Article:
Why don’t you just hire someone to take care of that? Why don’t you find a nanny? You really went back to work that soon after your baby was born?
The answers to these questions vary greatly depending on so many factors. But the factor that impacts a parent’s decision-making process the most, regardless of the issue or concern, is class. And the reason is simple: what you need and want to do as a parent, as with anything else in life, depends on what you can afford and what resources you have access to.
Income and Options
To begin, since a person’s economic status directly impacts the choices they make in nearly every aspect of their life; how much they earn, and how often they must work to earn it, influences their decisions. According to a 2018 MDRC report, 14.5 million children in the United States live in poverty and the majority of those children are Black and Brown children in rural areas. The report also details the ways in which poverty impacts parents psychologically and emotionally. When parents are “unable to provide both basic needs and culturally enriching activities” for their children, their parenting abilities are affected and they often face difficulty coping with stigmas associated with poverty.
In addition, the Anxiety and Depression Association of America reports that poverty causes stressors including, but not limited to, food and housing insecurity which leads to further emotional instability for the entire family. When food and housing insecurity, and other poverty-related stressors, are combined with lack of access to things like medical care, healthy food, mental health resources, and quality education, parents are left to navigate intersecting systems of oppression with inadequate support. Once you factor in race, disability status, gender identity, sexual orientation, and other aspects of parents’ identities, things become even more complicated.
Birth Plans and Access
Consider the experiences of soon-to-be parents who are deciding where the birth will take place, figuring out how they’ll navigate the first several months postpartum, and preparing their living space for the arrival of a new family member. In the U.S. sociocultural imagination, the traditional journey from pregnancy to baby’s first birthday is complete with monthly checkups, a gift-filled baby shower, nursery decorating, and planning for leave from work. But the reality of parenthood looks much different depending on the soon-to-be parents’ social class.
Take, for instance, data regarding more than 1,000 pregnant people—most of whom were from low-income communities—in the United States prison system who were included in a Johns Hopkins study between 2016 and 2017. Or the 1.1 million children who faced housing insecurity with their parents in 2017 as reported by Covenant House. Alternatively, consider the 3 million K-12 students in the United States who lack internet at home, causing them to fall behind in their schoolwork. Whether you’re a pregnant person whose birthing choices are limited due to incarceration, a parent forced to search for a shelter in order to give your child a bed to sleep on, or a parent who can’t help their child finish a homework assignment because you don’t have WiFi, your parenting choices are directly impacted by what you have access to. And class influences that.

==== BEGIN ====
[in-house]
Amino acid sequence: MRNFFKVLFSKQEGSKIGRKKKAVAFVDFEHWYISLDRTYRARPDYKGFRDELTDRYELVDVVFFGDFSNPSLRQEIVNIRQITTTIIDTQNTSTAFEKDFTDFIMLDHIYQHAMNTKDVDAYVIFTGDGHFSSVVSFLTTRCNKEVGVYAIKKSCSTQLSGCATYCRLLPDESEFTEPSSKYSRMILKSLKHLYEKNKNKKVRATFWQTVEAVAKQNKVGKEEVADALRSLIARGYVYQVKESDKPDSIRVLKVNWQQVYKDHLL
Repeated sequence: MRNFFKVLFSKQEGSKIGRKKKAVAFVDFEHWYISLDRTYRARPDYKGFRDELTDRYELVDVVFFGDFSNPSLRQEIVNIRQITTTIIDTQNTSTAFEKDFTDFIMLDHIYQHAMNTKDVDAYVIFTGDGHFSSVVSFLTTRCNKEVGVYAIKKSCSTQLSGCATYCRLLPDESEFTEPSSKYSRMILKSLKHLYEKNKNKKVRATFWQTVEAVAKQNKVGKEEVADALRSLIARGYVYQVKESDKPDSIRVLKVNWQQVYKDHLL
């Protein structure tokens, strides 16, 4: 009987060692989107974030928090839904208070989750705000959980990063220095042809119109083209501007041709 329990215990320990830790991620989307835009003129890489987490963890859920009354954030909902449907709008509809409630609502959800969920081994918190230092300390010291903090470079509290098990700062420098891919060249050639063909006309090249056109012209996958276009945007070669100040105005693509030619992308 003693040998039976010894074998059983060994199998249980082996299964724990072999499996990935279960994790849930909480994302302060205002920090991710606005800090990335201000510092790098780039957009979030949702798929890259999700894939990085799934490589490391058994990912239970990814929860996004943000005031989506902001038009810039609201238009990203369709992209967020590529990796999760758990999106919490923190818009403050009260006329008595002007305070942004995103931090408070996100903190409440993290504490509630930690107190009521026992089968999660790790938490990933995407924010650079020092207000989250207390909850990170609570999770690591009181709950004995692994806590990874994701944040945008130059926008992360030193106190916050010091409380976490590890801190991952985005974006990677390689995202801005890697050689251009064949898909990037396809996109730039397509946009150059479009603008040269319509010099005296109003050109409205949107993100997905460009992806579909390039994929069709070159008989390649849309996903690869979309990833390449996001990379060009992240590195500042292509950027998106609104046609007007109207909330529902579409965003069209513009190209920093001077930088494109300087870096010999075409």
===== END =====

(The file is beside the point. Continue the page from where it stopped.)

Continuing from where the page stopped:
But even for parents who aren’t impacted by the prison system, housing insecurity, or lack of access to resources like the internet, issues related to access and affordability still impact their parenting choices. According to the Economic Policy Institute, the average cost of childcare ranges from $4,000 to $22,600 annually. Further, the median household income is around $61,000. Given the rising costs of living for families and widespread wealth inequality, the cost of the basic aspects of parenting can mean extreme financial strain for countless parents. In turn, choices are impacted related to things like parenting classes, extracurricular activities for children, and purchases that can improve quality of life for family members. And if parents are working multiple jobs just to stay afloat, choices are impacted even further due to lack of time outside of work and lack of energy levels due to parental burnout.
Access to Resources for Parents, A Social Justice Issue
Finally, every choice a parent makes depends on what they can and cannot afford. It’s inappropriate to make assumptions about what a parent can or cannot do given wealth disparities and income inequality. In addition, class impacts proximity to the prison system and overarching carceral apparatus in ways that also limit parenting choices. The wide array of choices parents have to make from pregnancy until—and sometimes after, depending often on financial circumstances—their child leaves home are impacted by class and it’s important to keep that in mind when making judgments about the choices parents make.
Maybe that parent who’s feeding their children food you don’t approve of, turning down playdates, not returning to work, or skipping the mommy-and-me classes you’ve been raving about is struggling financially. Maybe that parent who isn’t taking your advice cannot afford to. The cost of parenting impacts families differently and it’s time that we talk about that honestly and within the framework of reproductive and social justice.